| Kid Blue


James Frawley

USA, 1973


Review by Victoria Large

Posted on 22 April 2013

Source Amazon Instant Video

Categories Acid Westerns

Kid Blue, a seventies obscurity that has never been released on a physical home video format, certainly fits into the acid Western tradition. It stars counterculture icon Dennis Hopper as Bickford Waner — alias Kid Blue - a bandit who attempts to go straight after the failed train heist that opens the film. With Hopper as the lead and the director’s chair occupied by James Frawley, who had previously worked on The Monkees TV series and would helm the first Muppet Movie at decade’s end, perhaps it’s unsurprising that Kid Blue is a bit of a trip, a revisionist Western with a gleefully absurd bent. Unhurried and maybe even a little aimless, it’s a film best appreciated by movie fans that — with or without illicit substances — prefer the journey to the destination.

Much of the film chronicles Bickford’s attempts to fit in after he takes up residence in a dusty little town called Dime Box, where the sheriff is almost always after him about something. Worse still, almost all of the legitimate jobs that Bickford attempts to hold down are humiliating, miserable, or both. This leads to some spirited, if a bit ham-fisted, antiestablishment setpieces, including Bickford’s memorable departure from his gig sweeping hair and polishing shoes at a barbershop. It would be easy to chuckle at the film’s damn-the-man earnestness now, but given its early seventies release date, and the inevitable specter of the Vietnam War (There is an instance where the Kid is told to join the army.), I couldn’t quite laugh it off. Instead I found myself rather liking this meandering, strange little picture and its endearingly punky interrogation of the romanticized Old West and its macho mythos.

Indeed, the film has an appealingly pervasive fondness for mischief: a desire to tweak all that is conservative and conformist. A subplot finds Bickford’s friend Reese, played by Warren Oates, making less than subtle romantic overtures toward Bickford (including some pointed references to the close male friendships of the ancient Greeks, and eventually an invitation to Bickford to join him in the bath), and while this is primarily played for laughs — and viewers today are thankfully less likely to find Reese’s implied sexuality funny in itself — it helps that Oates digs deep and finds the heart of his character, lending surprising pathos to the part. One also senses that Frawley and company are getting a kick out of almost mentioning what was still widely considered unmentionable.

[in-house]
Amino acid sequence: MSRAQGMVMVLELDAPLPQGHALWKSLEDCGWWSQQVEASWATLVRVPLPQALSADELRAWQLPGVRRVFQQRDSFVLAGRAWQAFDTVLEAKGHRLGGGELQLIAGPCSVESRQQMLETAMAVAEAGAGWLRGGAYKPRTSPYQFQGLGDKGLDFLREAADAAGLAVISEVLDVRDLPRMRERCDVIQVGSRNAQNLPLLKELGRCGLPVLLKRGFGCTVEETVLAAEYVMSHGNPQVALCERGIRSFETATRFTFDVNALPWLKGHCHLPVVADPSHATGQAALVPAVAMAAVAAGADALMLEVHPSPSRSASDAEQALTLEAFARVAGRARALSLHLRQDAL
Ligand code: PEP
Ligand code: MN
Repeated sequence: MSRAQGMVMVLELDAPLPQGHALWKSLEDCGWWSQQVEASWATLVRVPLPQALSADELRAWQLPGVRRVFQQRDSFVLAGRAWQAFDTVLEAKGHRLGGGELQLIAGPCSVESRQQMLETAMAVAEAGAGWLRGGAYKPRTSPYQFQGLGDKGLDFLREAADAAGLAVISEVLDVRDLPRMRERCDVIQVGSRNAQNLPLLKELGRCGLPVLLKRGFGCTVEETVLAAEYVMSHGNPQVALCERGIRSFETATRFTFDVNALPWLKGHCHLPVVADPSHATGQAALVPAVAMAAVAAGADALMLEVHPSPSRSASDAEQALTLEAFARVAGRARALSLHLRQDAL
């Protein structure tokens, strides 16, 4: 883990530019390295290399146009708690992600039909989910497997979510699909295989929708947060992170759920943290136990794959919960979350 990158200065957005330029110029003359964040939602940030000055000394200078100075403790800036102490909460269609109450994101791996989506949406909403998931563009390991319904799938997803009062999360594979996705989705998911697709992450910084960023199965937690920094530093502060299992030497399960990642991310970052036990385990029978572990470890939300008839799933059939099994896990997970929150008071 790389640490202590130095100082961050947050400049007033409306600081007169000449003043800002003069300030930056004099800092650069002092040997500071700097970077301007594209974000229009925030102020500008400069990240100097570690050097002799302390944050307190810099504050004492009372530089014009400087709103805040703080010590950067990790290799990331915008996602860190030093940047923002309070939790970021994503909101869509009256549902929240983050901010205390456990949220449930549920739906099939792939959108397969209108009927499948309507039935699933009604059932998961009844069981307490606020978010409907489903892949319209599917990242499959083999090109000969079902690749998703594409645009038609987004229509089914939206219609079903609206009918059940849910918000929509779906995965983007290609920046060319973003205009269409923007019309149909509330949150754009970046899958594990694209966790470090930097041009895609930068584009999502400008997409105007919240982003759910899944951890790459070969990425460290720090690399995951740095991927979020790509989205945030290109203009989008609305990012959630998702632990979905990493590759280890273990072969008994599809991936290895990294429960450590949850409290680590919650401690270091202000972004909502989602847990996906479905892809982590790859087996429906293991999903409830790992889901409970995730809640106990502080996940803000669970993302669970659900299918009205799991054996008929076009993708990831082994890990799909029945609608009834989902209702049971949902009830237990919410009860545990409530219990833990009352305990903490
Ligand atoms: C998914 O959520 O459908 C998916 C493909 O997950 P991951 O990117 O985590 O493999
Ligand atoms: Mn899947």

And it’s hard not to find some place in one’s heart for a movie that defiantly picks at consumerism and Manifest Destiny the way this one does. It presents us with Dime Box’s pride and joy, The Great American Ceramics Novelty Company, a factory that churns out ashtray after tacky ashtray because, we are told, the citizens of this fast-growing nation need products to buy. At one point, some cheap-looking Christmas ashtrays sail down a conveyor belt as workers plant a flag in each ceramic Santa Claus’ hand, alternating between the Confederate flag and the stars and stripes, indifferent to politics as long as people are buying. Elsewhere, the town preacher, played by a charismatic and engaging Peter Boyle, meets with two of Dime Box’s Native American denizens, Old Coyote and Mendoza, to discuss the possible benefits of baptism. In a nicely stinging moment, Mendoza asks if becoming children of God will mean getting their land back.

Bits like that, not to mention the enjoyably out-there segments involving Boyle’s Preacher Bob tinkering with a part-bicycle, part-plane contraption called the “aerocycle,” make Kid Blue worth a look. Preacher Bob’s aerocycle doesn’t fly long when it finally does take off, but there’s something sweet and dreamy about its few moments in the air. Bob’s invention is a bit half-baked, but also kind of neat. The same goes for Frawley’s overlooked film.

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